Since then, several teams have been working at five different Malagana sites. To date, over 150 graves have been excavated. In contrast to the shaft and chamber tombs of the Yotoco culture, most Malagana tombs are simple pits long enough to take a single burial. Usually, each grave contained a single skeleton with a simple pot or two.

Crab-men, coca, and communication

Both Malagana pottery and goldwork include representations of supernatural beings, such as the weird crocodile man and the even weirder crab man. Both are thought to be part of a shamanistic ideology. Once again, we find evidence for the controlled use of hallucinogenic substances, including pipes like the Ilama ones but now found in sets for use with a large, four-legged, communal bowl which would have held the liquid tobacco. There are also little flasks to hold the powdered lime that was chewed with coca leaves. The lime aids the absorption of the alkaloids through the membranes of the mouth and, taken in this form, coca (unlike the derivative, cocaine) is a non-addictive stimulant used to combat fatigue and to keep people alert during long ceremonies and rituals.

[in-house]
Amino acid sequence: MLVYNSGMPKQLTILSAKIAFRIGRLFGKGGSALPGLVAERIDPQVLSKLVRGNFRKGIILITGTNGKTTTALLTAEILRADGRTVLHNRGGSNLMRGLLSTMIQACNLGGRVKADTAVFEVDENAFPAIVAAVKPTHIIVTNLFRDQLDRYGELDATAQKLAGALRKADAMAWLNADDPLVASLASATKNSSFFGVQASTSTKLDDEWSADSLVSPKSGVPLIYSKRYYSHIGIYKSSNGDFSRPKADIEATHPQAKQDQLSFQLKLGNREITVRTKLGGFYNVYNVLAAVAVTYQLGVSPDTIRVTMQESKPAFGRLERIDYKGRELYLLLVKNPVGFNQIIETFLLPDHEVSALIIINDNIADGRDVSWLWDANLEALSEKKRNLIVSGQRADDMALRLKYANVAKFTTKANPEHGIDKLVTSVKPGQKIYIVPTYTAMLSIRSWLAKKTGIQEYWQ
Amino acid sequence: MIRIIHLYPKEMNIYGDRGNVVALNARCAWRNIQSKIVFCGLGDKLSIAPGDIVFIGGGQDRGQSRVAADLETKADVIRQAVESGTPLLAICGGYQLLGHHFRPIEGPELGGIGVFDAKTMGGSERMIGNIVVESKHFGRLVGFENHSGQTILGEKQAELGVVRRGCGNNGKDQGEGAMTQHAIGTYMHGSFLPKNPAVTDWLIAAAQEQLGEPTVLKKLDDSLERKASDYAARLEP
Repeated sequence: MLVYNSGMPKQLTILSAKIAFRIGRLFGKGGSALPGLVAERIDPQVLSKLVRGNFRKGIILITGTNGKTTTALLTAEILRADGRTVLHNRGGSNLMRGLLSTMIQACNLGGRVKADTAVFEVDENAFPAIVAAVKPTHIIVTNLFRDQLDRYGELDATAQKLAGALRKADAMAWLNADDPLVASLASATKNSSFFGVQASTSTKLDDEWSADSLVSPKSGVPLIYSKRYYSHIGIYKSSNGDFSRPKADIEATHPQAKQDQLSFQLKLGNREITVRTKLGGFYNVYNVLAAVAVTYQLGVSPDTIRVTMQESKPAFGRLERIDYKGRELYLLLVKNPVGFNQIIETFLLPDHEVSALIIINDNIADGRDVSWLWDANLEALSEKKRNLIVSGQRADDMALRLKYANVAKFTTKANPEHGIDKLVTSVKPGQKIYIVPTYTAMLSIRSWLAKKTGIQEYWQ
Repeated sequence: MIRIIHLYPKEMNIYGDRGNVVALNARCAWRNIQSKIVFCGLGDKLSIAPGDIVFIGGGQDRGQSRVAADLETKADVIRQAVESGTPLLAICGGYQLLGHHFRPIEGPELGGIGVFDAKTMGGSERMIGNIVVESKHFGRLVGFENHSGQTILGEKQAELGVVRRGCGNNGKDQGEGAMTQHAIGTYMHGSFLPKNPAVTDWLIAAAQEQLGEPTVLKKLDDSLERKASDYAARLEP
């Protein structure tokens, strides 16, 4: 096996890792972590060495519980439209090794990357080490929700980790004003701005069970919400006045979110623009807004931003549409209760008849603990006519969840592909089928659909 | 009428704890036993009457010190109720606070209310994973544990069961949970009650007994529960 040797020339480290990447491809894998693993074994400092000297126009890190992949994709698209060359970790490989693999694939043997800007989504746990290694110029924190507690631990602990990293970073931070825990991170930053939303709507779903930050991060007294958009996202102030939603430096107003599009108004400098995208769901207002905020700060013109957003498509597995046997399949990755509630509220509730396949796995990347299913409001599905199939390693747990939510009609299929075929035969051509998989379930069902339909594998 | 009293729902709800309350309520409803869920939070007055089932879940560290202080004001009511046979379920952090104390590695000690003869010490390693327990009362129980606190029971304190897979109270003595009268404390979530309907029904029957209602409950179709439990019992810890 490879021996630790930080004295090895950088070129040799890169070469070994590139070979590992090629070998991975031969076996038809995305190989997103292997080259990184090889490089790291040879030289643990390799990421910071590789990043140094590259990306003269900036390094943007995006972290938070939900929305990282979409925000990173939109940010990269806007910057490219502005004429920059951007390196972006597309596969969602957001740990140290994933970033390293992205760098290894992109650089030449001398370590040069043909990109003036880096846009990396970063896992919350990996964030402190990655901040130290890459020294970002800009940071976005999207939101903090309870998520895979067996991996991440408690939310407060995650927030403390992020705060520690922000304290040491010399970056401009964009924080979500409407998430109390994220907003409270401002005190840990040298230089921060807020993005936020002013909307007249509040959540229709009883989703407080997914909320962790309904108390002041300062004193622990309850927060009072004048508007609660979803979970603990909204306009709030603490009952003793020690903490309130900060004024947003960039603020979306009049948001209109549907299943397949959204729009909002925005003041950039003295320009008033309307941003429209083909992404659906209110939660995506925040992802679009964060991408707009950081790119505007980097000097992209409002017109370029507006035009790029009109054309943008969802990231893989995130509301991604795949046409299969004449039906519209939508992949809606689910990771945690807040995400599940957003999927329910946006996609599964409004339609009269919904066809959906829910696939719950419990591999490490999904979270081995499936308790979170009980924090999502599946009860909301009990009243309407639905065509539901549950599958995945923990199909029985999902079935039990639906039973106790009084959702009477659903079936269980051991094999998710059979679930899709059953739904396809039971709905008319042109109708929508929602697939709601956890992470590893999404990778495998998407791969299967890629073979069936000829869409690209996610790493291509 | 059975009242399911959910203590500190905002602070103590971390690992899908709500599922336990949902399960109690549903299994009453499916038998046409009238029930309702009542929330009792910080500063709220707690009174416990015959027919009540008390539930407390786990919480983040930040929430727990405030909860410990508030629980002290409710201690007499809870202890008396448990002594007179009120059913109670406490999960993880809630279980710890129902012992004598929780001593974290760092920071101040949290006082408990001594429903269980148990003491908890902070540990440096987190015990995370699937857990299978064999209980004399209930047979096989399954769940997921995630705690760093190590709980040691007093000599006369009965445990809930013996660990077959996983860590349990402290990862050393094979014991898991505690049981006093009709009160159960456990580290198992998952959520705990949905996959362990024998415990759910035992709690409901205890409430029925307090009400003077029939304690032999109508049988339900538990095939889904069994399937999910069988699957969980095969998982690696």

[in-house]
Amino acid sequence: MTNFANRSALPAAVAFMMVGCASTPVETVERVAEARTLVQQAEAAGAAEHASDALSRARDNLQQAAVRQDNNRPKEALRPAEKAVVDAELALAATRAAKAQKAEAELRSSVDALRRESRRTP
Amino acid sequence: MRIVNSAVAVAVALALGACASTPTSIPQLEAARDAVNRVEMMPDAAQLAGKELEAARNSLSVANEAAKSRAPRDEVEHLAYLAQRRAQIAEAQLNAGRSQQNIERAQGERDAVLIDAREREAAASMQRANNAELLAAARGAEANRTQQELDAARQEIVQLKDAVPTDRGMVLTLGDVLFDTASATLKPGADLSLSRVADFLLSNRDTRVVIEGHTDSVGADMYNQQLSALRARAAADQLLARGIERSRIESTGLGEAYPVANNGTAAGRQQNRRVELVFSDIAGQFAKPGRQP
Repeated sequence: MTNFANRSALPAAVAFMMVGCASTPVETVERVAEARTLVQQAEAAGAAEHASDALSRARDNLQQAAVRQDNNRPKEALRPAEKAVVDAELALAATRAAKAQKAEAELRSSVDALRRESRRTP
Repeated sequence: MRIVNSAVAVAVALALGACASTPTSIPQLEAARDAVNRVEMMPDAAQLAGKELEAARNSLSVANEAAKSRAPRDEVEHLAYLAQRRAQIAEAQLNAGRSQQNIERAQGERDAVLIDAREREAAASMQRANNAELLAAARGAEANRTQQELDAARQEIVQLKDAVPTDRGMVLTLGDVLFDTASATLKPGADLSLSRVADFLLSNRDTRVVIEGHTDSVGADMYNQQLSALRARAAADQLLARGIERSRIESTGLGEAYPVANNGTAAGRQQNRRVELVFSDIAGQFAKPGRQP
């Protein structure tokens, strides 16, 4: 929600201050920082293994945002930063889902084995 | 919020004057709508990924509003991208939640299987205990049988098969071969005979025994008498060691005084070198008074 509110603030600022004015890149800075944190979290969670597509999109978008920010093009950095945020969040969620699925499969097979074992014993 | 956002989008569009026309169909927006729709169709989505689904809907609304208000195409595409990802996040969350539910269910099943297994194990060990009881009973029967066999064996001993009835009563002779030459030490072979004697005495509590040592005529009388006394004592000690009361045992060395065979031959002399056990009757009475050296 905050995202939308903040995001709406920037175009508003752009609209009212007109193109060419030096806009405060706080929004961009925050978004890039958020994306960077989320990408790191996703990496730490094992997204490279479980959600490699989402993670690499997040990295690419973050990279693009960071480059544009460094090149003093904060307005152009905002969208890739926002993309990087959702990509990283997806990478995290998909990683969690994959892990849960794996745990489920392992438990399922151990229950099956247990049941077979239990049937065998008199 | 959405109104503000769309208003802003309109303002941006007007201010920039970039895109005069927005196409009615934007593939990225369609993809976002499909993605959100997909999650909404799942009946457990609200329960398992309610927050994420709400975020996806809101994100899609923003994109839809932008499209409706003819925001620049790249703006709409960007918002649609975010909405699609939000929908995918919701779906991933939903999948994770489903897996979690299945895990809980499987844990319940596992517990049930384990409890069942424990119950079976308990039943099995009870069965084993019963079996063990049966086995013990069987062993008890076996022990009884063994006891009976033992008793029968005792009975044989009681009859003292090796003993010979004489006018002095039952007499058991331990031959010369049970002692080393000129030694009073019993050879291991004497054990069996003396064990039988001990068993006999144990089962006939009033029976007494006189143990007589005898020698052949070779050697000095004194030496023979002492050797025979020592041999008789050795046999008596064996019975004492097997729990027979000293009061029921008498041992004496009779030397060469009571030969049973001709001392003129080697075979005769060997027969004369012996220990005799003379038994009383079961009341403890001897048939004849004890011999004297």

Until the final years, after around AD 500-700, these roads are generally very wide, often a spatial signifier of wealth and well-being. Indeed, again, there is no real evidence for war wounds in the dead, nor – until the late period (post AD 700) – of weapons. So if these roads were not built for the passage of armies and since wheeled vehicles were unknown, why were they so wide? One possibility might be that their width allowed chiefs or other important personages to be transported in litters.

Although a few pre-ceramic sites have been excavated, and pollen evidence suggests the presence of maize farmers not long after the 6th millennium BC, there are still large gaps in the sequence between then and 1000 BC. That, the two archaeologists explain, is their next endeavour and their next step in piecing together the intriguing history of the rich prehistoric world of Calima and the Cauca valley – a world that is as anonymous as the British Neolithic, yet one that became as golden as the greatest Egyptian dynasty.


This article is an extract from the full article published in World Archaeology Issue 14. Click here to subscribe

Leave a Reply